Of course not! If you list your property and you don’t receive an offer that you are happy with (even if it’s more than you asked for) you don’t have to sell. Having said that, there is a lot of work that goes into listing a property for sale buy the listing Realtor, the buying Realtor and any potential buyers. If you just want to see what you can get for your property and aren’t serious about listing, we don’t suggest that you do.
MLS stands for Multiple Listing Service and it is a central database for all Realtors to list their client’s properties for sale and for potential buyers to find them. You don’t have to list your property there but it is the most effective place to find the most number of buyers possible. Listing your property on MLS ensures that it will be seen on Realtor.ca as well as by other Realtor’s active buyer clients. However, MLS isn’t the only place your Realtor should showcase your property. Google, Facebook and other online channels can reach thousands of buyers and should always be used to together with MLS to advertise your property for sale.
The professional valuation of an asset or property.
A temporary loan that “bridges” the break between the sale price of a new home and a home buyer’s new mortgage, in the event the buyer’s home has not yet sold.
Tangible and movable personal property in a home (example: furniture, window coverings).
The date on which parties consummate the purchase contract and the property’s ownership is transferred to the buyer.
The final procedure in a home sale in which documents are signed and recorded. This is the time when the ownership of the property is transferred.
A document commonly used in real estate transactions, detailing the fees, commissions, insurance, etc. that must be transacted for a successful transfer of ownership to take place. This document is prepared by a closing agent and is also known as a “settlement sheet”.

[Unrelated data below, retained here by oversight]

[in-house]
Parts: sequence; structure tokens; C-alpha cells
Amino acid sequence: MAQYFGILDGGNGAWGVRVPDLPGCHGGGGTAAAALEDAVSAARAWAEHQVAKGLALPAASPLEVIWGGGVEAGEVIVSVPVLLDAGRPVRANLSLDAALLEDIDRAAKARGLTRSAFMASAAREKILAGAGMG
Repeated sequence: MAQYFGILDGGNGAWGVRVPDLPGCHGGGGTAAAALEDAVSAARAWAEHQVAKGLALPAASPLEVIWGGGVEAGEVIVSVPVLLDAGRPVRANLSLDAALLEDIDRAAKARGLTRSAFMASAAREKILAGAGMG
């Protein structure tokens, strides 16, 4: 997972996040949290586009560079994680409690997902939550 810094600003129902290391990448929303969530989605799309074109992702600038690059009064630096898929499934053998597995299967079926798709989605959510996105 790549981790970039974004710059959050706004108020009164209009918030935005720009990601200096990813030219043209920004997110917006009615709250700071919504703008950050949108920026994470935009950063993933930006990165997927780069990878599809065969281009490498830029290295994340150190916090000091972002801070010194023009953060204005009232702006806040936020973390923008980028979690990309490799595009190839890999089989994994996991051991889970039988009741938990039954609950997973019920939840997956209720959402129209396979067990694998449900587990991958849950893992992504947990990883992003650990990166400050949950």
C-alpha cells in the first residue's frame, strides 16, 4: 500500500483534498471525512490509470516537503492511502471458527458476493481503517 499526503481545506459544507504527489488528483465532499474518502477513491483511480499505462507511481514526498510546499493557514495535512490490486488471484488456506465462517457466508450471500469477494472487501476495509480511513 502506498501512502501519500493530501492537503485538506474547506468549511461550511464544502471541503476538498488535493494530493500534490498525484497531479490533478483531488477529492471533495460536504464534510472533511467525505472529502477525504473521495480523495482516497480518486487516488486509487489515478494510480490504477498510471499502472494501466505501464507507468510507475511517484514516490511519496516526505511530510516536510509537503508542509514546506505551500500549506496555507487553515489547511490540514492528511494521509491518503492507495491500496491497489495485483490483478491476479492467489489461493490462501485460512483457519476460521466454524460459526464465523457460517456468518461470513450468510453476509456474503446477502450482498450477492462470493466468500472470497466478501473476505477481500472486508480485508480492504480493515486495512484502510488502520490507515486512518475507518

The fee charged by a broker or agent for his/her service in facilitating a real estate transaction.
An offer to purchase that is subject to conditions, which may include financing, sale of the buyer’s property, etc.
A section or arrangement within a contract that addresses some specific aspect of the overall agreement between the buyer and seller.
Transfers ownership from the previous homeowner to the new owner (the buyer), and can include various warranties
An amount paid to the seller toward the mortgage given in advance to secure the property.
A person with a provincial license to represent a buyer or a seller in a real-estate transaction in exchange for commission. Most Sales Representatives work for a real estate brokerage or agent.
A contractual right granted by an owner of property. The owner gives the holder of the right an opportunity to enter into a transaction with the owner according to specified terms, before the owner may enter into that transaction with a third party.
A sales agent who exclusively represents the seller of a property in a real estate transaction.
An offer that is made in response to a previous offer by the other party. Making a counter offer automatically rejects the first offer, and requires an acceptance under the terms of the counter offer in order to finalize the contract.
Government (usually municipal) laws that control the use of land within a jurisdiction.